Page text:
Creating a similar document was one of the first things we did aboard Barefoot Gal. And I do mean “we” — doing it together helped both of us know our new boat a lot better. Some info will come from the owner’s manuals and some will come from examining the equipment itself. I’m going to add another column to the sheet, too — whether we do have the owner’s manual (for those that we don’t, I’ll try to find it online and download it).

We used the list from Que Tal as an outline for what all to include, sort of as a memory jogger. And yes, it was a huge job, and we are still adding to it. And creating the list caused us to create a second list of spares we needed to buy.

I’m publishing the list for Que Tal as it existed when we listed her for sale. For the current owners of the boat — she’s had two owners since us — no claims of what is currently on the boat. And this list is NOT an endorsement of any of the items listed or a statement of gear needed on a boat or anything. Much has changed in the five years since we sold her, plus this gear was specific to this boat in a specific cruising area. I’m sharing the list just to give you an idea of what all it encompassed. We added a great deal of info — both more gear and more details about it — as we went along, pretty much doubling the size of the document from when we bought the boat to when we sold it.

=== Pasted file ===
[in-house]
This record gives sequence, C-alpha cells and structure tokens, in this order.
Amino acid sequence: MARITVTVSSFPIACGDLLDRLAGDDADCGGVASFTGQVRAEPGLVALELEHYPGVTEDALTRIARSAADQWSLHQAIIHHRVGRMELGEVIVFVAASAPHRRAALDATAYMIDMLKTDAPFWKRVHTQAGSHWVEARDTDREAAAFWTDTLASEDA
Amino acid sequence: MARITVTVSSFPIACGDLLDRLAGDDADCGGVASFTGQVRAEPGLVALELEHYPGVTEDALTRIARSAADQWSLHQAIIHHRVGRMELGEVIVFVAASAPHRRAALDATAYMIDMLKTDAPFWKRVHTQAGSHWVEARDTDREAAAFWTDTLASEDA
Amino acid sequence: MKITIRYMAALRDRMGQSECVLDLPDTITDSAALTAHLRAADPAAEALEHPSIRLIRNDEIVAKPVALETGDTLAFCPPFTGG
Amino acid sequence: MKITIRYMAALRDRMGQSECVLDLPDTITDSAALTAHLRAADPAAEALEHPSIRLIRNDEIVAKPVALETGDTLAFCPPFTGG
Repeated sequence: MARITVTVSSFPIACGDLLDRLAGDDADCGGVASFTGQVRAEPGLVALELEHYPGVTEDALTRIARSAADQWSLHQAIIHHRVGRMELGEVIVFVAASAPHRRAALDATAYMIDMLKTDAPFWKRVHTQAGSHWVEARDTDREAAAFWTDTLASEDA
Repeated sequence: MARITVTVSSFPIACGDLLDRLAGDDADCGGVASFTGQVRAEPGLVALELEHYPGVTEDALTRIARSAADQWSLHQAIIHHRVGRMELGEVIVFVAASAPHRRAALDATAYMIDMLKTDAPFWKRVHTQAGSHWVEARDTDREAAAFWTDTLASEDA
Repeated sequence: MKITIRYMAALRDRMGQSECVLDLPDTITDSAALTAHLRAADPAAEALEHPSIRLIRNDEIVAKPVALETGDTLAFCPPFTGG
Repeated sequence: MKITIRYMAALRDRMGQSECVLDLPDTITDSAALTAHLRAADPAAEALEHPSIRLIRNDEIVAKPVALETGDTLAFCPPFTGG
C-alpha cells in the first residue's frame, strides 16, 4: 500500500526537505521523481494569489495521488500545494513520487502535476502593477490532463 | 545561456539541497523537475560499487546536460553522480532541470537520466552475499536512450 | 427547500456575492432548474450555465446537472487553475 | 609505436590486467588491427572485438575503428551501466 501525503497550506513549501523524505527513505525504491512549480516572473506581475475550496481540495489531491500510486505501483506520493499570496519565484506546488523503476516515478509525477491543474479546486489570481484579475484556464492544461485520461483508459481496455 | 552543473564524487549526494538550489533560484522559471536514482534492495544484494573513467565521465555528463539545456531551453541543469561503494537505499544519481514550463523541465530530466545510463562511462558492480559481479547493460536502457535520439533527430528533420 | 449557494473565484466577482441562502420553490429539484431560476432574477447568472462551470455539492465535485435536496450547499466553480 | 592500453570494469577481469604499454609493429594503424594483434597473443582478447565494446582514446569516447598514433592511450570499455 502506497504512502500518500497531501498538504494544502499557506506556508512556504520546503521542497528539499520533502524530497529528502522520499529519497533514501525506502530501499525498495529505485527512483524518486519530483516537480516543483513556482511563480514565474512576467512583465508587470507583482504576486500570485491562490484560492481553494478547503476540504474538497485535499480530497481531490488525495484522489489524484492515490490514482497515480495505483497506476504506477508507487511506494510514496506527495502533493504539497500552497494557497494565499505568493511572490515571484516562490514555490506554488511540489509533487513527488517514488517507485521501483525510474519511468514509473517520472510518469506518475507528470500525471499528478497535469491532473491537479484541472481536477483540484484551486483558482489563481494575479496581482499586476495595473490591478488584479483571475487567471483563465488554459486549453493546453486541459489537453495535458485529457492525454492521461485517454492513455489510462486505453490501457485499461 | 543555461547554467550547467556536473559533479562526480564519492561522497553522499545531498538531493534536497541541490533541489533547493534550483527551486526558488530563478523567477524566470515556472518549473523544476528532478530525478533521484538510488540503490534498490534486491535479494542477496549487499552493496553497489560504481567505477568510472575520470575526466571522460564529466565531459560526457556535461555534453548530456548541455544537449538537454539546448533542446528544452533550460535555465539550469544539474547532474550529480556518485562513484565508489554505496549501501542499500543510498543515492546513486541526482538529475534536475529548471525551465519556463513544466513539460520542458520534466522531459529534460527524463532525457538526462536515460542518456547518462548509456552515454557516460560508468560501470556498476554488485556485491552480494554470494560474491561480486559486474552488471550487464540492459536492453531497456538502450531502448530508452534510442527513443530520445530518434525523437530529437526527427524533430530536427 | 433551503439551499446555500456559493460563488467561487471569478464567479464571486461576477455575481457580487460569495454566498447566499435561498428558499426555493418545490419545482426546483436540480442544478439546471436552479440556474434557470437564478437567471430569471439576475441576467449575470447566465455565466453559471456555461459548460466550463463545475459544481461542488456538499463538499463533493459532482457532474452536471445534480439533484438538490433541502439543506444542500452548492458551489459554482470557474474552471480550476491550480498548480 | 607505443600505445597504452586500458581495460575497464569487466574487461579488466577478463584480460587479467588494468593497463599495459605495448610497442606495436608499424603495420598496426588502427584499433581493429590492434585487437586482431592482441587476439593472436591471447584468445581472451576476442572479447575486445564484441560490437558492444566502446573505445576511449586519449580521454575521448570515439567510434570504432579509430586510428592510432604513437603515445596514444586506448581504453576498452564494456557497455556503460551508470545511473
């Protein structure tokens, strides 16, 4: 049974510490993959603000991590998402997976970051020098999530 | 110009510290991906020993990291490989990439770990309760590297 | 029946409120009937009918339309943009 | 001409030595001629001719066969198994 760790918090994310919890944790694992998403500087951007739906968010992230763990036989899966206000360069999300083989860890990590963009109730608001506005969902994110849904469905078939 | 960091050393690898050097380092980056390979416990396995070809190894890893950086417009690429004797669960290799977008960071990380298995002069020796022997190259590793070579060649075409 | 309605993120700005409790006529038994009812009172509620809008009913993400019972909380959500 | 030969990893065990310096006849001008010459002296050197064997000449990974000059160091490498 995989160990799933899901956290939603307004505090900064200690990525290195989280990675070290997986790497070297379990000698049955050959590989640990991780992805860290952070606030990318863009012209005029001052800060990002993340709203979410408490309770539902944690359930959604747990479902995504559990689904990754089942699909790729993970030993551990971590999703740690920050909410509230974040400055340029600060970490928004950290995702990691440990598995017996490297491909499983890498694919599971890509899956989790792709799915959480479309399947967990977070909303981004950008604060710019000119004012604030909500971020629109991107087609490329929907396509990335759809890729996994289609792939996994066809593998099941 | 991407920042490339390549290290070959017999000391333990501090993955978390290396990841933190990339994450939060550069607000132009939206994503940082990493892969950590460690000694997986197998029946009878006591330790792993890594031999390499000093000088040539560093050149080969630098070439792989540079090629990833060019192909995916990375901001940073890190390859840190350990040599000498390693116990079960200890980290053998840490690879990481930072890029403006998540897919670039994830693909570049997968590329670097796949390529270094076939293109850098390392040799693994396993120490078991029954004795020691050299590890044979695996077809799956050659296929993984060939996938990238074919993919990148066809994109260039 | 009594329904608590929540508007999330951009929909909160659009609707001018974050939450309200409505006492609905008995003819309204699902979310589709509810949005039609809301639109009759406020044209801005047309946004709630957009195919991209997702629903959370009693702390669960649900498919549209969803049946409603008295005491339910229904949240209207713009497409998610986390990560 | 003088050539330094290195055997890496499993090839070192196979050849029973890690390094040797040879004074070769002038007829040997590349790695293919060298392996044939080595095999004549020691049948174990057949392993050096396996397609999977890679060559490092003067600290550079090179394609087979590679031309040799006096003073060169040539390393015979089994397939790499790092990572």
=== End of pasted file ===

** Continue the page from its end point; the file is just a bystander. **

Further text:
Knowing your boat is a huge stress reducer. I’ve written before about learning the boat systems with a new-to-you boat; inventorying the equipment is equally important in my opinion. It’s really tempting with a new boat to want to just get out and start using it, but taking a little time to learn it first can save a lot of stress on those shakedown trips.

If you don’t have a similar list for your boat, I encourage you to create one — this one was done in Word; I think the columns would be even simpler in a spreadsheet, but use what you’re comfortable with. It’s a great rainy day project and you’ll be surprised at how the time flies and at how much better you feel you know the boat as you do it.

If the document does not show below (some browsers have problems), click here to view.  Right-click this link to download

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  1. I have one (1) spare of everything with a spreadsheet of everything….Best time spent….